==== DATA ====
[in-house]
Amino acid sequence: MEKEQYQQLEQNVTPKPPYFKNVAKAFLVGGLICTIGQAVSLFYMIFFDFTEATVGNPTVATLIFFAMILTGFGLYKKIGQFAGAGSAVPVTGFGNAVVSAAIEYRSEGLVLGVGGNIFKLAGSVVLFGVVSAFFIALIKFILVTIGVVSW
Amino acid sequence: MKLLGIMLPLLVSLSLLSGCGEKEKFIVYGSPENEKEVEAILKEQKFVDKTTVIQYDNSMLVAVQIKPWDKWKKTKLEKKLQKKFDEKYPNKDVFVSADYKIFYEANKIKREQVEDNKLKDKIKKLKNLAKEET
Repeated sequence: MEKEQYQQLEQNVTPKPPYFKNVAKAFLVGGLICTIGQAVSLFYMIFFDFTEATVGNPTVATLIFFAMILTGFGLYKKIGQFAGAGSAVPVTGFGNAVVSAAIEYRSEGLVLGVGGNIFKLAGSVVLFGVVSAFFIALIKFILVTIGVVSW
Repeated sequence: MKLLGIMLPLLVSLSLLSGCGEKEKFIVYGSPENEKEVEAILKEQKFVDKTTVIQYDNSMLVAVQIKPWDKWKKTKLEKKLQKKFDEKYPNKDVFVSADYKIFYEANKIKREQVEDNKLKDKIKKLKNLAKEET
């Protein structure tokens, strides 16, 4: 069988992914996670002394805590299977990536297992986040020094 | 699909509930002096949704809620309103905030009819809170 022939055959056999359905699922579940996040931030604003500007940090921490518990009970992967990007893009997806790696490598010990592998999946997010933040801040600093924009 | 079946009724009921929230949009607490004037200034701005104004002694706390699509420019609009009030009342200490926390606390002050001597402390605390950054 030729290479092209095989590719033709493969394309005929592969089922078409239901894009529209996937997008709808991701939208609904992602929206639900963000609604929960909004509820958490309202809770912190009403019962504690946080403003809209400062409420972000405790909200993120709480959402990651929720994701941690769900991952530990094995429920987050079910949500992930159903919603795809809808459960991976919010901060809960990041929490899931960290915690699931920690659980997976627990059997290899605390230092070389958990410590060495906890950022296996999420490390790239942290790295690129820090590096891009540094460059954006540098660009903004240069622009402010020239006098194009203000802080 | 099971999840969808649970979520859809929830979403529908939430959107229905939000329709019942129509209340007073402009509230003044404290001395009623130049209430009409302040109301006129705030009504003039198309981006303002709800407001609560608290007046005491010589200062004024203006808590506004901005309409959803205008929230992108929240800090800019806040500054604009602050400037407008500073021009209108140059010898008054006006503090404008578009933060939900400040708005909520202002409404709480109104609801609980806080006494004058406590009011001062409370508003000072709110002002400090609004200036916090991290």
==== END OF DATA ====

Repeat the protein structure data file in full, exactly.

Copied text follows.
[in-house]
Amino acid sequence: MEKEQYQQLEQNVTPKPPYFKNVAKAFLVGGLICTIGQAVSLFYMIFFDFTEATVGNPTVATLIFFAMILTGFGLYKKIGQFAGAGSAVPVTGFGNAVVSAAIEYRSEGLVLGVGGNIFKLAGSVVLFGVVSAFFIALIKFILVTIGVVSW
Amino acid sequence: MKLLGIMLPLLVSLSLLSGCGEKEKFIVYGSPENEKEVEAILKEQKFVDKTTVIQYDNSMLVAVQIKPWDKWKKTKLEKKLQKKFDEKYPNKDVFVSADYKIFYEANKIKREQVEDNKLKDKIKKLKNLAKEET
Repeated sequence: MEKEQYQQLEQNVTPKPPYFKNVAKAFLVGGLICTIGQAVSLFYMIFFDFTEATVGNPTVATLIFFAMILTGFGLYKKIGQFAGAGSAVPVTGFGNAVVSAAIEYRSEGLVLGVGGNIFKLAGSVVLFGVVSAFFIALIKFILVTIGVVSW
Repeated sequence: MKLLGIMLPLLVSLSLLSGCGEKEKFIVYGSPENEKEVEAILKEQKFVDKTTVIQYDNSMLVAVQIKPWDKWKKTKLEKKLQKKFDEKYPNKDVFVSADYKIFYEANKIKREQVEDNKLKDKIKKLKNLAKEET
């Protein structure tokens, strides 16, 4: 069988992914996670002394805590299977990536297992986040020094 | 699909509930002096949704809620309103905030009819809170 022939055959056999359905699922579940996040931030604003500007940090921490518990009970992967990007893009997806790696490598010990592998999946997010933040801040600093924009 | 079946009724009921929230949009607490004037200034701005104004002694706390699509420019609009009030009342200490926390606390002050001597402390605390950054 030729290479092209095989590719033709493969394309005929592969089922078409239901894009529209996937997008709808991701939208609904992602929206639900963000609604929960909004509820958490309202809770912190009403019962504690946080403003809209400062409420972000405790909200993120709480959402990651929720994701941690769900991952530990094995429920987050079910949500992930159903919603795809809808459960991976919010901060809960990041929490899931960290915690699931920690659980997976627990059997290899605390230092070389958990410590060495906890950022296996999420490390790239942290790295690129820090590096891009540094460059954006540098660009903004240069622009402010020239006098194009203000802080 | 099971999840969808649970979520859809929830979403529908939430959107229905939000329709019942129509209340007073402009509230003044404290001395009623130049209430009409302040109301006129705030009504003039198309981006303002709800407001609560608290007046005491010589200062004024203006808590506004901005309409959803205008929230992108929240800090800019806040500054604009602050400037407008500073021009209108140059010898008054006006503090404008578009933060939900400040708005909520202002409404709480109104609801609980806080006494004058406590009011001062409370508003000072709110002002400090609004200036916090991290």